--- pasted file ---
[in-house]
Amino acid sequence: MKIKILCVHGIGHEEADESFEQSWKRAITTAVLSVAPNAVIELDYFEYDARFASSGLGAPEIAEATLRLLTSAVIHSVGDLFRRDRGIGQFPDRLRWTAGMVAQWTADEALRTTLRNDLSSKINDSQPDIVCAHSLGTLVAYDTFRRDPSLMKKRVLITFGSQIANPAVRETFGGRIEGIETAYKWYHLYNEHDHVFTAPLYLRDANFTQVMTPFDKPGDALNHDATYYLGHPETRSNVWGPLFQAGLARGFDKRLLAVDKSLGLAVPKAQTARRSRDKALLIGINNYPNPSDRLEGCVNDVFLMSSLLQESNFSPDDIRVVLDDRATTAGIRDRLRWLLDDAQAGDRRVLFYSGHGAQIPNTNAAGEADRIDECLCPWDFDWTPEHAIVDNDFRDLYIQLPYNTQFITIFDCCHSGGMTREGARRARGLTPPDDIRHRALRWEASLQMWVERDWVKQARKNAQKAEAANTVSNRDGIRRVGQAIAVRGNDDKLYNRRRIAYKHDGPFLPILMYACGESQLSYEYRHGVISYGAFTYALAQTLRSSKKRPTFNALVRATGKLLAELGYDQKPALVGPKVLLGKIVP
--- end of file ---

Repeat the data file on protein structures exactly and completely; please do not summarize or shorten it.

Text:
[in-house]
Amino acid sequence: MKIKILCVHGIGHEEADESFEQSWKRAITTAVLSVAPNAVIELDYFEYDARFASSGLGAPEIAEATLRLLTSAVIHSVGDLFRRDRGIGQFPDRLRWTAGMVAQWTADEALRTTLRNDLSSKINDSQPDIVCAHSLGTLVAYDTFRRDPSLMKKRVLITFGSQIANPAVRETFGGRIEGIETAYKWYHLYNEHDHVFTAPLYLRDANFTQVMTPFDKPGDALNHDATYYLGHPETRSNVWGPLFQAGLARGFDKRLLAVDKSLGLAVPKAQTARRSRDKALLIGINNYPNPSDRLEGCVNDVFLMSSLLQESNFSPDDIRVVLDDRATTAGIRDRLRWLLDDAQAGDRRVLFYSGHGAQIPNTNAAGEADRIDECLCPWDFDWTPEHAIVDNDFRDLYIQLPYNTQFITIFDCCHSGGMTREGARRARGLTPPDDIRHRALRWEASLQMWVERDWVKQARKNAQKAEAANTVSNRDGIRRVGQAIAVRGNDDKLYNRRRIAYKHDGPFLPILMYACGESQLSYEYRHGVISYGAFTYALAQTLRSSKKRPTFNALVRATGKLLAELGYDQKPALVGPKVLLGKIVP